Question: I am on my association's board of directors. At our last board meeting our current management company presented the board with a "questionable" contract, one that would supersede the present contract that is presently in force and unexpired. After briefly looking over the questionable contract, I found several items that the association could be sued for, and other items directors could be sued for personally by owners. When I brought this to the president's attention during the meeting, he said he would sign it anyway. When told it could subject the association to liability, he said he wasn't worried because "the lawyer's job is to protect the board and get us out of trouble." He said that my concerns didn't matter because if the board got sued for any management contract we signed, we were indemnified by the association's insurance policies and the legal fees would be paid for. Is that true?
Answer: Insurance indemnification is not a blank check that allows board directors to do as they please. The purpose of indemnification is to protect board directors who act in good faith and in the best interests of the association and its titleholders. To qualify, each director must exercise prudent business judgment, to which your board president's comments are the antithesis thereof.
Each insurer has its own conditions for invoking indemnification and denying it. Whether your insurer will indemnify or not depends upon the terms of the association's agreement with that particular insurance company. That insurance agreement will detail actions for which the insurer will provide either or both the defense and the damages. It also includes several exclusions, circumstances under which the insurance company will not defend or will defend under a "reservation of rights," meaning they will expect the association or the defendant directors to pay the attorney's fees and damages.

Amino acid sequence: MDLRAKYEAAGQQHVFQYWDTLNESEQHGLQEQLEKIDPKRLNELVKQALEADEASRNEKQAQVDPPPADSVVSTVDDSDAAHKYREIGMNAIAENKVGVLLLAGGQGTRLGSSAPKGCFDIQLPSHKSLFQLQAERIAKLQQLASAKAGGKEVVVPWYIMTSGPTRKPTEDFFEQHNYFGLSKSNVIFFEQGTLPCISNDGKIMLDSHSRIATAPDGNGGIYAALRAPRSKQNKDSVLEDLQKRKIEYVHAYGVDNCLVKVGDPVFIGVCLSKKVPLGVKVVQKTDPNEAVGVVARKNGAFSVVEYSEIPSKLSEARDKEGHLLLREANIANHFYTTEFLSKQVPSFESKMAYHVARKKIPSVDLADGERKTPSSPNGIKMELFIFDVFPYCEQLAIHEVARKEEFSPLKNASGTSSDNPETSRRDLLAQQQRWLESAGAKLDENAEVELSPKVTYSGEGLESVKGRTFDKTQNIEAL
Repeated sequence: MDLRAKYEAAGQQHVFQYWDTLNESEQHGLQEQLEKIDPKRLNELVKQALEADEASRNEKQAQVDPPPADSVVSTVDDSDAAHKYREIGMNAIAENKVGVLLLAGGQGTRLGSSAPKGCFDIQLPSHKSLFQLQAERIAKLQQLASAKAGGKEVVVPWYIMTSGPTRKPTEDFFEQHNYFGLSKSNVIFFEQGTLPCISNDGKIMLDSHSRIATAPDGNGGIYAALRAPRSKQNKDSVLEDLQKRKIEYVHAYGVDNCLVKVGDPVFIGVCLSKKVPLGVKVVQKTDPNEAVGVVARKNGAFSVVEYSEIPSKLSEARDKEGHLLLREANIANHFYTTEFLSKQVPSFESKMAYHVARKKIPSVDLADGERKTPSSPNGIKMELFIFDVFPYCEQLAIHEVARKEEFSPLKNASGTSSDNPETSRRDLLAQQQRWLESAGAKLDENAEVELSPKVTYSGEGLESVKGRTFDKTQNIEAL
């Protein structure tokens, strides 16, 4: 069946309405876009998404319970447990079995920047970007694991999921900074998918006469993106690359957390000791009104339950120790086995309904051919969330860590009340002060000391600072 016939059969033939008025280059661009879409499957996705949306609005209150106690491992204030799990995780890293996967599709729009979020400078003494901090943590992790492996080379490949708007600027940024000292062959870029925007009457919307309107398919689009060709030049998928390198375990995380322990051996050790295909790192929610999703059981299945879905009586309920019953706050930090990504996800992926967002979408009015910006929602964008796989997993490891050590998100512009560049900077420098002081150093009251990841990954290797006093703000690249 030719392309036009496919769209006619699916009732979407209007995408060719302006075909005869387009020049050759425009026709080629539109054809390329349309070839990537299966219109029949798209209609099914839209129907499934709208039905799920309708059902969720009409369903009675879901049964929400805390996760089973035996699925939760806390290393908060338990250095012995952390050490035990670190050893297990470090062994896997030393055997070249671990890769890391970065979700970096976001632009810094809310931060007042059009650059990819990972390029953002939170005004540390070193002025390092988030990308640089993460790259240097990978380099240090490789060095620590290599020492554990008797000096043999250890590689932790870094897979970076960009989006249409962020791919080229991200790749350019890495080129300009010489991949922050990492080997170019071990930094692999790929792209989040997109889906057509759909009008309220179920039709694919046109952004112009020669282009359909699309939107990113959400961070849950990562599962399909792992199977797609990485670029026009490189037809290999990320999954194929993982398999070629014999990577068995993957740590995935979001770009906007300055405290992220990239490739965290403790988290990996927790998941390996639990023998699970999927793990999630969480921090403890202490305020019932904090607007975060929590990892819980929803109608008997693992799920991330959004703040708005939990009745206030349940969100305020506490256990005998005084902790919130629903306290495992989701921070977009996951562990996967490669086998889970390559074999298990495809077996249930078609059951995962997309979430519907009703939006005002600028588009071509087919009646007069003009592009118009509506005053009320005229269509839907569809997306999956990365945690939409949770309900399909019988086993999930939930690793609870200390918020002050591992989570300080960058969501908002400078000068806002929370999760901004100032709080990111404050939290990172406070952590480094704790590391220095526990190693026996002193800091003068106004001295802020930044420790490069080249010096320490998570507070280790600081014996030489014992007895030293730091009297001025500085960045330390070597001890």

Insurance policies usually do not cover intentional acts of the board that cause harm or acts in violation of the law. Association attorneys are in the business of collecting fees, whether they win or lose. Their job is not to protect the board or get them out of trouble. In this case, they should examine the critiques raised by the contract and submit a written opinion to the board on the validity of the fears.
Association boards consist of more than one director for good reason. The board functions as a "body" of minds who deliberate and together use their collective due diligence in performing their duties. Even if the president decides to unilaterally sign the management company's contract, the entire board must vote. If the president acts on his own, without the board, he does so at his own risk. He could be held liable for any damages that are charged against the association and the insurer may not indemnify his actions. If not properly voted on or executed, the contract may also simply be invalid.
An association's attorney is not an insurance policy for bad board decisions and rogue director actions. Directors who act in good faith can expect association attorneys to defend those actions, but that does not give the board the right to act outside the scope of their statutory duties. The attorney's job is to advise the association to follow the law, but it is still up to the board to follow through. If your president expects the association's attorney to protect the board, it may mean that not only will the association's insurance policy not pay the defense costs, but also any damages that might be assessed. In other words, owners may be paying for insurance that won't do any good when owners need it most.
The late Stephen Glassman, an attorney specializing in corporate and business law, co-wrote this column. Vanitzian is an arbitrator and mediator. Send questions to P.O. Box 10490, Marina del Rey, CA 90295, or firstname.lastname@example.org.